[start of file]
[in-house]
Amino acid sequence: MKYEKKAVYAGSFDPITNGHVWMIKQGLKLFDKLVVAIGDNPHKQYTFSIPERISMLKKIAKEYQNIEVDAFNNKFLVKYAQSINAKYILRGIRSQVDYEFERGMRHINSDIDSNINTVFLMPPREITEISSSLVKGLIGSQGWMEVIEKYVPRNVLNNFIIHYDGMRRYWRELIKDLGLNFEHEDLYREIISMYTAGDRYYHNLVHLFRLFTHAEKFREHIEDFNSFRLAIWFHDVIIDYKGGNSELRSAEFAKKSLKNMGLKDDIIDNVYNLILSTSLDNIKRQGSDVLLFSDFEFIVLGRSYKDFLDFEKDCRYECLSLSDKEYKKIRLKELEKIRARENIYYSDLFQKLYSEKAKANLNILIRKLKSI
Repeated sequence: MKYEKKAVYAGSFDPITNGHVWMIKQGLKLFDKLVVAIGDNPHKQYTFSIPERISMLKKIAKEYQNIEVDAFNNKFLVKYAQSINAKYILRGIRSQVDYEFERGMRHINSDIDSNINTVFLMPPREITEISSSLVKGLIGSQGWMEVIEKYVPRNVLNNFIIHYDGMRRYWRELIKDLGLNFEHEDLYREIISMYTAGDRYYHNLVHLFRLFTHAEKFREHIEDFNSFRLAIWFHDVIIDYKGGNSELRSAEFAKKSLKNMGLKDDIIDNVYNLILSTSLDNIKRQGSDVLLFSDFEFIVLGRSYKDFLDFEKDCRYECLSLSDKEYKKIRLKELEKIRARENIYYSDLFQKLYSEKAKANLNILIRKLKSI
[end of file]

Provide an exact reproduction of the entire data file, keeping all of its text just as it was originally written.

[in-house]
Amino acid sequence: MKYEKKAVYAGSFDPITNGHVWMIKQGLKLFDKLVVAIGDNPHKQYTFSIPERISMLKKIAKEYQNIEVDAFNNKFLVKYAQSINAKYILRGIRSQVDYEFERGMRHINSDIDSNINTVFLMPPREITEISSSLVKGLIGSQGWMEVIEKYVPRNVLNNFIIHYDGMRRYWRELIKDLGLNFEHEDLYREIISMYTAGDRYYHNLVHLFRLFTHAEKFREHIEDFNSFRLAIWFHDVIIDYKGGNSELRSAEFAKKSLKNMGLKDDIIDNVYNLILSTSLDNIKRQGSDVLLFSDFEFIVLGRSYKDFLDFEKDCRYECLSLSDKEYKKIRLKELEKIRARENIYYSDLFQKLYSEKAKANLNILIRKLKSI
Repeated sequence: MKYEKKAVYAGSFDPITNGHVWMIKQGLKLFDKLVVAIGDNPHKQYTFSIPERISMLKKIAKEYQNIEVDAFNNKFLVKYAQSINAKYILRGIRSQVDYEFERGMRHINSDIDSNINTVFLMPPREITEISSSLVKGLIGSQGWMEVIEKYVPRNVLNNFIIHYDGMRRYWRELIKDLGLNFEHEDLYREIISMYTAGDRYYHNLVHLFRLFTHAEKFREHIEDFNSFRLAIWFHDVIIDYKGGNSELRSAEFAKKSLKNMGLKDDIIDNVYNLILSTSLDNIKRQGSDVLLFSDFEFIVLGRSYKDFLDFEKDCRYECLSLSDKEYKKIRLKELEKIRARENIYYSDLFQKLYSEKAKANLNILIRKLKSI